MORE SLAMMER JAM! Jail contract spurs pay-to-play lawsuit

MORE SLAMMER JAM! Jail contract spurs pay-to-play lawsuit
Publication: Jersey Journal (New Jersey)
Date: Saturday, October 31 2009

Hudson County is in the cross-hairs of what may be the state's first pay-to-play lawsuit, a challenge to a $22 million contract for medical services at the jail and juvenile detention center.

CFG Health Systems of Evesham is accusing the county of circumventing the law when it awarded the contract to a campaign donor and former employee.

A $1,000 political donation made to Freeholder Anthony Romano should have disqualified the winning company from bidding, CFG contends, adding in other counts that the whole process violated the Local Public Contracts Law.

CFG officials say they believe their suit is the first to use the state's pay-to-play law to challenge a contract.

Geoffrey Perselay, president of Correctional Health Services of Verona and a former county administrator who once served as acting jail warden, made the donation on May 30, 2008. The contract was awarded to his company in April of this year.

The suit charges that the state's pay-to-play law prohibited the county from awarding a contract above $17,500 to a business that made a reportable contribution to an elected county official within the previous year.

"This contract is for tens of millions of dollars and a contract this size should be determined through a fair and competitive bidding process, not by selectively altering the terms," said CFG's CEO Les Paschall.

"More importantly, Hudson County should issue a new bid to erase the doubt that now lingers over the legitimacy of its behavior."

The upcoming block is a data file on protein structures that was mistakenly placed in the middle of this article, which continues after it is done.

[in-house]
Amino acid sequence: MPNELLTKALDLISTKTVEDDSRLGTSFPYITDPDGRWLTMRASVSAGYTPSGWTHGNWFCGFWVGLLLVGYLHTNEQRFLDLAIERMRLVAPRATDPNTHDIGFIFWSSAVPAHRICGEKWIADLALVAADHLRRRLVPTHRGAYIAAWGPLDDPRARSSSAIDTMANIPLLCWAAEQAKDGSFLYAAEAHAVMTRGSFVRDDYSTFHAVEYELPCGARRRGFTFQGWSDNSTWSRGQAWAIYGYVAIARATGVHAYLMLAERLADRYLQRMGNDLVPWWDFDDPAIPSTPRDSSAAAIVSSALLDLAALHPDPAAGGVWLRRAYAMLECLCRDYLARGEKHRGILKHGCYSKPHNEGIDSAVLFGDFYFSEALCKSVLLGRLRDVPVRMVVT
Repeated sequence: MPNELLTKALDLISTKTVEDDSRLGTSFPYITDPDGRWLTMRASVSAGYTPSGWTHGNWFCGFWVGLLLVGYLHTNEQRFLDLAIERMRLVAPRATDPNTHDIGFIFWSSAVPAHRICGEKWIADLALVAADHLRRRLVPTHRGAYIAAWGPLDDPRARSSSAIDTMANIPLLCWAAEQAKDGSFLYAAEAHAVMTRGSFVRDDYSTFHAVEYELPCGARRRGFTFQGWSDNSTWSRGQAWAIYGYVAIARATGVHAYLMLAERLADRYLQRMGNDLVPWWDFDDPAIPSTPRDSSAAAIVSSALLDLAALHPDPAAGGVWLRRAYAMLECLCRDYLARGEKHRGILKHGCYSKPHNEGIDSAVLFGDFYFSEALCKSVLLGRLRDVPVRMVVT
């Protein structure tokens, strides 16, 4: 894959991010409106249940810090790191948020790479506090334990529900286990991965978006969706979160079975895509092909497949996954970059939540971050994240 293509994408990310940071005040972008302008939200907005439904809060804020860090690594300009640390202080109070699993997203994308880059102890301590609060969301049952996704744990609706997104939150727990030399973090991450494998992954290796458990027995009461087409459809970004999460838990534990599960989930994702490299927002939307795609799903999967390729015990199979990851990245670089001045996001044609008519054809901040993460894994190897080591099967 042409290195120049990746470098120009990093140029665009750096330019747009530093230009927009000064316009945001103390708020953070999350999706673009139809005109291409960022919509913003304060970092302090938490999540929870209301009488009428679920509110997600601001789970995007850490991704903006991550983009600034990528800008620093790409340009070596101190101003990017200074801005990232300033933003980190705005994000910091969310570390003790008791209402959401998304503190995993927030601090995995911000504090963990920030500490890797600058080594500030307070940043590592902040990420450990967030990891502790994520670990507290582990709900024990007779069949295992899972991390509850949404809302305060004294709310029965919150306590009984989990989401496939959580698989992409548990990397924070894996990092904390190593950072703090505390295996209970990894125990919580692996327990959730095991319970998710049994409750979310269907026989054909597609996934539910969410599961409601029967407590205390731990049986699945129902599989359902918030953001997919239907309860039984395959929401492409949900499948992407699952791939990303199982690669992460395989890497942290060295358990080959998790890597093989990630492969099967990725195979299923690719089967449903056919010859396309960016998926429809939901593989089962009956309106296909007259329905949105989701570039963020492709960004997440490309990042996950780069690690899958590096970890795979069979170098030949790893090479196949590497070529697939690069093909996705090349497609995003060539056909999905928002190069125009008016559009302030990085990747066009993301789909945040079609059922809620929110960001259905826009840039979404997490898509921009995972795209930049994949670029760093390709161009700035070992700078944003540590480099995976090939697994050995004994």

Pat Nolan, a spokesman for Correctional Health Services, responded that the company does not comment on ongoing litigation but said it feels strongly that the court will rule in favor of the county and CHS.

Hudson County spokesman James Kennelly called the suit baseless.

"This company that is suing is a disgruntled vendor that lost what was an eminently fair and open contracting process," he said.

In an interview with The Jersey Journal yesterday, Romano said he doesn't personally know Perselay and was unaware of the campaign contribution.

He also noted that he voted against the initial contract because he felt it was too expensive. As a result, the contract was amended before its adoption.

The original bids were solicited in July 2008.

Correctional Health Services was the low bidder, with a $29.7 million proposal. CFG bid $38.3 million.

The county then changed the specifications, cutting the hours of several medical positions and eliminating others before awarding an amended, five-year contract to Correctional Health Services for $22 million in April.

CFG contends that new bids should have been solicited for the new specs.

Asked whether CFG was given a chance to bid on the amended contract, Kennelly did not directly answer the question, but said the county obeyed the law.

"The bottom line is the process we followed was absolutely in the law and we believe their lawsuit is absolutely baseless and without merit," he said.

The suit names Hudson County, the county Board of Freeholders and Correctional Health Services LLC. It was filed this week and seeks to have the contract voided.

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